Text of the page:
Aromas of red clay, iron, violets, rose petals crushed rock, currants, tobacco and bark. No kidding, this baby has a lot going on with the nose. Red flowers are prominent on the palate, backed by cherries and tobacco with a hit of bark on the back-end. Soft tannins with good structure and a little rust action front to back. This wine is light yet intense at the same time. Instead of scrambling for the Nouveau when it hits the market, why not stock up on some of this. It is quite a step up, and in some cases less than its little sibling. (B+/A-)

Distributed by Cru Selections (Seattle, WA)

Stan The Wine Man

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For September, I go to Spain for my pick. I also go to a varietal that most folks are not familiar with…Mencia. Mencia was once thought to be an ancient clone of Cabernet Franc, but that was found to be false. It has very similar qualities to Cab Franc, floral, a touch vegetal and lighter on the palate. However, it is not a relative. There is a grape from Portugal called Jaen, and that is the twin to Mencia which is also known as Loureiro Tinto among other names. The cool thing is that Spanish producers who once treated this varietal as a simple table red, are now taking it seriously, and we get to enjoy the fruits of their labor (no pun intended). My pick this month is 100% Mencia.

September Pick Of The Month....Mencia

September Pick Of The Month….Mencia

2012 Vinos De Arganza Lagar De Robla (Castilla Y Leon, Spain)… $8.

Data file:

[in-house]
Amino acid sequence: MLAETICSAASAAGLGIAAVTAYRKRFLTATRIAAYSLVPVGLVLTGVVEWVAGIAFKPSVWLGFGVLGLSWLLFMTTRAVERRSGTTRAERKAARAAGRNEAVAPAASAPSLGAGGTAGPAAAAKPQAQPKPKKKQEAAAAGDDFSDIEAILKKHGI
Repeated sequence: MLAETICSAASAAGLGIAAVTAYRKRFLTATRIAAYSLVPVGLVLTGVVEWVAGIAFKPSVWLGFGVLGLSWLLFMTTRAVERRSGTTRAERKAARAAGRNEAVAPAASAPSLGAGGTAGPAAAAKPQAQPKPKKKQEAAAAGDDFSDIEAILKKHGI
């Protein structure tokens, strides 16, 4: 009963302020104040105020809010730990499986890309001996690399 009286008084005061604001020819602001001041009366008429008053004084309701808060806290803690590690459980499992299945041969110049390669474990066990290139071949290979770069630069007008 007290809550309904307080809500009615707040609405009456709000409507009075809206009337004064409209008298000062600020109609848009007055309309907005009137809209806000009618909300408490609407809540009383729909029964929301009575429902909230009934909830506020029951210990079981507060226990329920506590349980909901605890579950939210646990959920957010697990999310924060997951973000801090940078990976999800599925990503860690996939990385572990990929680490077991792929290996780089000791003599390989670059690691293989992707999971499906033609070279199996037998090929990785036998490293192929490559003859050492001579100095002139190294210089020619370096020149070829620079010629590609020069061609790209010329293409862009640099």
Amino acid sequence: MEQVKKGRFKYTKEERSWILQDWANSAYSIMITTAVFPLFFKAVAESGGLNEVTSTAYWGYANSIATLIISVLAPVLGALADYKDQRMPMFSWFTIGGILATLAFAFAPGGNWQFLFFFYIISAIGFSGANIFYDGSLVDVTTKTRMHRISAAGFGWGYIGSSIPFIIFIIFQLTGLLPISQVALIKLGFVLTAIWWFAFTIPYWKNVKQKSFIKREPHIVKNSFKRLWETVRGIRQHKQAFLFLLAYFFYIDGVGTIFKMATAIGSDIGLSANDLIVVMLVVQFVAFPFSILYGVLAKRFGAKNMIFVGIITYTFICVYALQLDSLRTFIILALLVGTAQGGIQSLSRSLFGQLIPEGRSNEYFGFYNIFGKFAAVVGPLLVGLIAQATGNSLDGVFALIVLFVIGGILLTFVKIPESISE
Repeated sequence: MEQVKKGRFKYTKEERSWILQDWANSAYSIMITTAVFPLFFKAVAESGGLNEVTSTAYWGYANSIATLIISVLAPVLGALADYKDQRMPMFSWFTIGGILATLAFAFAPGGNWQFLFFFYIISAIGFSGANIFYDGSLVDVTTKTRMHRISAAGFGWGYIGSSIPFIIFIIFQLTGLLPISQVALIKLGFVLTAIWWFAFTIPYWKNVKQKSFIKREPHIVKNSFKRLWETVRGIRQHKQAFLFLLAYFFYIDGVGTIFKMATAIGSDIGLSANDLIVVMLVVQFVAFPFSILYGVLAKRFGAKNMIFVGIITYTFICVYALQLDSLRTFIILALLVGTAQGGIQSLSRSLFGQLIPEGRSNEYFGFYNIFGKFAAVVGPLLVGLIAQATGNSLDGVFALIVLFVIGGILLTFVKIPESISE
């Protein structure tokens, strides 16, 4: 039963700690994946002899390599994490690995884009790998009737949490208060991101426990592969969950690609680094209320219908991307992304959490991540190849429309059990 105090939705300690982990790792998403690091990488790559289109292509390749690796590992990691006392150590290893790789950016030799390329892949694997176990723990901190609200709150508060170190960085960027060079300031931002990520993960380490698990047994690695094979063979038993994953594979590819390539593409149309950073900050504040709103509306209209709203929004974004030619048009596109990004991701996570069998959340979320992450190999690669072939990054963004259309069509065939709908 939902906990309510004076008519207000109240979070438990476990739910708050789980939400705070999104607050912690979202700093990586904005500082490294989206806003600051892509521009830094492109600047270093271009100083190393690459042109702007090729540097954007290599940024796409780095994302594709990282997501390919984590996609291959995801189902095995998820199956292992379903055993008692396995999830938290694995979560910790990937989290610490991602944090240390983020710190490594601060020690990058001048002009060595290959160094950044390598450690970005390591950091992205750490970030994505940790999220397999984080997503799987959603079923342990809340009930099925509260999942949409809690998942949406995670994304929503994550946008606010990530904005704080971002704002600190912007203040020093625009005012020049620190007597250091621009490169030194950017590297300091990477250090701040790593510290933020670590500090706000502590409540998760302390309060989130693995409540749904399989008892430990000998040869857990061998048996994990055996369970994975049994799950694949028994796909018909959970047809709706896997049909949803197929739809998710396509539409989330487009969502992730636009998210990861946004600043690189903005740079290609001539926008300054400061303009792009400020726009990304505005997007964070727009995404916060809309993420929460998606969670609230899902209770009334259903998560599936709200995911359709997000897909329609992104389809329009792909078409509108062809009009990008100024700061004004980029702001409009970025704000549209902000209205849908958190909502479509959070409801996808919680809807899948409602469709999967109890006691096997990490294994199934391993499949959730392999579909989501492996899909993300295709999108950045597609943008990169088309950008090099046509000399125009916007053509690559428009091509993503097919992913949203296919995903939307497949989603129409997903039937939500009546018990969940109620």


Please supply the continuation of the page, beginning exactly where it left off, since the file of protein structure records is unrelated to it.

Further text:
Aromas of rusty cherries, violets, sage and earth with hints of raspberries and licorice. Mineral notes front to back on the palate supporting intense notes of currants and dark cherries on a spine of violets and raspberries. Tobacco notes join the party a bit late with gritty tannins on the finish. Finishes clean and delicious with mineral and fruit notes lingering. This is an amazing wine for eight bucks which I believe crosses the line between old world and new world quite nicely. (B/B+)

Stan The Wine Man

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A boatload of wine

A boatload of wine

In a weeks time, I taste a boatload of wine (seriously). I lot of my friends think that I’m lucky. Well, they’re right, and I wouldn’t give this job up for the world. The only thing that makes my job hard, is my feeling of responsibility to taste the samples given to me as quickly as possible and to put my reviews either in my Moleskine, on my Youtube channel (Stan The Wine Man TV), or right here on Here for your reading pleasure, are thirteen wines that I have reviewed in my Moleskine (good or bad), this past week.